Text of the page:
Tuesday, July 19, 2011

Move for the camera

I write a lot, have even in the distant past published a couple dozen articles in newspapers and magazines, but rarely think of myself as a writer. I take pictures, many pictures, to get one or two that are halfway decent, so never think of myself as a photographer. But put a camcorder in my hand and before I have even learned how to turn it on, I feel like a videographer. Why is that?

Yes, I made a few purchases the other day, since it was too hot to do anything besides shop. I went to ABC Warehouse to buy a grill that was on sale, and walked out of there with a Sony Handycam and a Kitchen Aide immersion blender. It's too hot to cook, especially outside over an open flame, and the blender needs to be washed before using, but I have tried "filming" a hummingbird. They are nearly impossible to capture in still photos, and the camcorder is no better. Recording a robin splashing in the bird bath worked great, though. And with the zoom lens, I can work the garden from the comfort of the West Wing.

(This was my first time at ABC Warehouse. The sales staff must work on commission, because the guy that helped me with the camcorder rang me up separately from the guy who sold me the grill. Also, they really push the extended warranties, offering discounts on what you are buying if you will please, please, please purchase the warranty. And customer service after the sale is practically non-existent; my SO purchased a refrigerator that was supposed to be delivered today but was not. On the other hand, the prices are good and they are willing to dicker, if you like that sort of thing.)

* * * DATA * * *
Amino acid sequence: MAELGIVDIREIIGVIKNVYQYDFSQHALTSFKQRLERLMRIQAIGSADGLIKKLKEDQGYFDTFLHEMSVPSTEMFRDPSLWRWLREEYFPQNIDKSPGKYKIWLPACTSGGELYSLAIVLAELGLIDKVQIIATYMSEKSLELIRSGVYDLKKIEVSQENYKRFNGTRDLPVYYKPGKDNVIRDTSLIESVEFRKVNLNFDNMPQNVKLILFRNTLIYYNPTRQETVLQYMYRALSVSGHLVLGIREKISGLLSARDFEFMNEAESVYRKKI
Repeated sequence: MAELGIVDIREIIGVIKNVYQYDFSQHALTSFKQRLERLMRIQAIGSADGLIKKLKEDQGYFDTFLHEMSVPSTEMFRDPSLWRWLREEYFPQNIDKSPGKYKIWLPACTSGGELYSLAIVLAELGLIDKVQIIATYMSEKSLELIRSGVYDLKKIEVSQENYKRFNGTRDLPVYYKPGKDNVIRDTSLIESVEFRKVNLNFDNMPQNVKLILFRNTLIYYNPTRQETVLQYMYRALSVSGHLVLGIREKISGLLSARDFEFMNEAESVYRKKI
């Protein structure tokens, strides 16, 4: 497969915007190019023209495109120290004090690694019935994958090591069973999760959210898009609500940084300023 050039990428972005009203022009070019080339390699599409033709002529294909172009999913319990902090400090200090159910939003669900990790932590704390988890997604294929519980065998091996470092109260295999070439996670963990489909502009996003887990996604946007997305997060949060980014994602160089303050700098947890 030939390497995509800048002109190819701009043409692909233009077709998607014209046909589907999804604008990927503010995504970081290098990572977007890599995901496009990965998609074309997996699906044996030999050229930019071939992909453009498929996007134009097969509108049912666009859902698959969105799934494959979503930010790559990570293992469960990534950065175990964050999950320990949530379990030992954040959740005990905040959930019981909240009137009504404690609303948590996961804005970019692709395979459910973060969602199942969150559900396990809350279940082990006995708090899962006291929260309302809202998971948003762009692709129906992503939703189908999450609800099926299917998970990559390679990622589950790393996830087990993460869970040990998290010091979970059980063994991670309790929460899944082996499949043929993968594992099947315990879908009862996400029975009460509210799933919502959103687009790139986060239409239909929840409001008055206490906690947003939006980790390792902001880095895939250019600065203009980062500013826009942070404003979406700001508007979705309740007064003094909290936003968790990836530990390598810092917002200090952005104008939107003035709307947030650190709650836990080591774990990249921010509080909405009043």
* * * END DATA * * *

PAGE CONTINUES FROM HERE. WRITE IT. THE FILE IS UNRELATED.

Update on my Nook usage: my primary Nook activity is playing Solitaire, although I subscribe to a couple of magazines through it. One of the issues contained a recipe for Peach Salsa, which I made; cooking with the Nook is okay as long as your fingers aren't sticky with peach juice and the Nook doesn't go into sleep mode too often. I thought I might use it as an organizer, so I downloaded some apps, but I find it easier to access a Moleskine and pocket calendar I carry in my purse. I can download ebooks and audio books from my local library, but the selection is a bit limited. While I don't regret the purchase, I'm glad I did not shell out the big bucks for an iPad because I don't think I would make better use of it either.

I also bought a small coffee grinder a while back. I initially purchased it to grind flax seeds, and when I ran out of seeds, decided to try grinding coffee in it. I have a big coffee grinder that I used until I got tired of the mess; the little grinder is not much better. And I can't really tell the difference between coffee that comes ground, coffee that I put through the grinder at the store, and coffee that I grind at home. Can you? So the little coffee grinder is going back to being a flax seed grinder, and the big grinder is my backup unit for when the grinder at the store is not working and/or one of my "cool" friends brings me coffee beans.

1 comment:

flurrious said...

The main difference I find between ground and whole beans is in the aroma of the grounds, but I don't notice a huge difference in taste. Grinding the beans at home is a pain, so I always buy it ground or have it done at the store.

I want to buy a Kindle, but I'm putting it off. For what, I don't know. A color screen maybe.